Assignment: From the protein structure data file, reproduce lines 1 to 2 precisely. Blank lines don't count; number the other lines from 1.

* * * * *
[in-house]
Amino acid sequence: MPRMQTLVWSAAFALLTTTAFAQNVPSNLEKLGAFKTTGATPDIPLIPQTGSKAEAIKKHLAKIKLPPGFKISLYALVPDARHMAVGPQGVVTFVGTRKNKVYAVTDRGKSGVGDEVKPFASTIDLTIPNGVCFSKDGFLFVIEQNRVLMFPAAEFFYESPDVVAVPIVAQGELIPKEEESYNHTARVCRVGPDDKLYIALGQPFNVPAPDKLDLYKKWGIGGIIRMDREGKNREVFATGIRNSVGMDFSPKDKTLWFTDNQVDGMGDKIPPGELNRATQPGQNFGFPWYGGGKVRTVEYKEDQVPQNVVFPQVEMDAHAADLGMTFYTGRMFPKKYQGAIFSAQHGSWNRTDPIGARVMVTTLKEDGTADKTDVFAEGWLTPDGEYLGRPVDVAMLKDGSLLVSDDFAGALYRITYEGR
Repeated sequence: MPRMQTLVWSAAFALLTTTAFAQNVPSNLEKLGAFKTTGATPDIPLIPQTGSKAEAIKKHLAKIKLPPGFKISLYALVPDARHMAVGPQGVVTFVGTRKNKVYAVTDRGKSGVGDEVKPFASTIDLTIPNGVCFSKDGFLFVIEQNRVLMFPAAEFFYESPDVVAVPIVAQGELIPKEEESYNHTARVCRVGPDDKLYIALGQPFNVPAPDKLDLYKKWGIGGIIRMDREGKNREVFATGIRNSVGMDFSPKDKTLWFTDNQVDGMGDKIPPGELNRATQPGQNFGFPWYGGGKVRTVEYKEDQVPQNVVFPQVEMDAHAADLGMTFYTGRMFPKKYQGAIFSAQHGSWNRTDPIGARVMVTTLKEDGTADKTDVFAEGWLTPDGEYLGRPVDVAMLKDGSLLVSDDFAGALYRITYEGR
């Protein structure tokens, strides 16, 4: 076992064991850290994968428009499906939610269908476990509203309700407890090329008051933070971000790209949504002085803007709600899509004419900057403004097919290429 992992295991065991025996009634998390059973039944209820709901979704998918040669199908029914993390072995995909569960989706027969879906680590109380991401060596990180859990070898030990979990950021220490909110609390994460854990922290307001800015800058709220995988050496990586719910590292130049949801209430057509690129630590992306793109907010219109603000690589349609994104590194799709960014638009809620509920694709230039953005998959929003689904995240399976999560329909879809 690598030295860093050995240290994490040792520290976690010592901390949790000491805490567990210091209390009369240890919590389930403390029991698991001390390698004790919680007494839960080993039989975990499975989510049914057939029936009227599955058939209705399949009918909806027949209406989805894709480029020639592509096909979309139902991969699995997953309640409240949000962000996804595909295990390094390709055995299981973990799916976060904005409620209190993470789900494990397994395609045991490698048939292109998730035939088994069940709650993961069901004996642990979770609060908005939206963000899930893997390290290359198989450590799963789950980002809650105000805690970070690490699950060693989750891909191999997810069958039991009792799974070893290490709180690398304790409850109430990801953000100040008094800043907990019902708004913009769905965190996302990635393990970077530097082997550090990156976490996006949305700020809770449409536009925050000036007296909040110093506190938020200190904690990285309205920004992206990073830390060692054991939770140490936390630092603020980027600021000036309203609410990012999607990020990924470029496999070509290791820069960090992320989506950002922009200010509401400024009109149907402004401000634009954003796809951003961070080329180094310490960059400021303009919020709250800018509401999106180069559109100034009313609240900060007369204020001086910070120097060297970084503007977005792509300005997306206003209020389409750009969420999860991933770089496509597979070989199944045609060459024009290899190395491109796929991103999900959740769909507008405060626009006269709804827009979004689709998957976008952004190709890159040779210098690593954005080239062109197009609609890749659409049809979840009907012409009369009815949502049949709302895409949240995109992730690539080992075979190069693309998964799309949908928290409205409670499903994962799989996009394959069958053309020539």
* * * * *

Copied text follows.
[in-house]
Amino acid sequence: MPRMQTLVWSAAFALLTTTAFAQNVPSNLEKLGAFKTTGATPDIPLIPQTGSKAEAIKKHLAKIKLPPGFKISLYALVPDARHMAVGPQGVVTFVGTRKNKVYAVTDRGKSGVGDEVKPFASTIDLTIPNGVCFSKDGFLFVIEQNRVLMFPAAEFFYESPDVVAVPIVAQGELIPKEEESYNHTARVCRVGPDDKLYIALGQPFNVPAPDKLDLYKKWGIGGIIRMDREGKNREVFATGIRNSVGMDFSPKDKTLWFTDNQVDGMGDKIPPGELNRATQPGQNFGFPWYGGGKVRTVEYKEDQVPQNVVFPQVEMDAHAADLGMTFYTGRMFPKKYQGAIFSAQHGSWNRTDPIGARVMVTTLKEDGTADKTDVFAEGWLTPDGEYLGRPVDVAMLKDGSLLVSDDFAGALYRITYEGR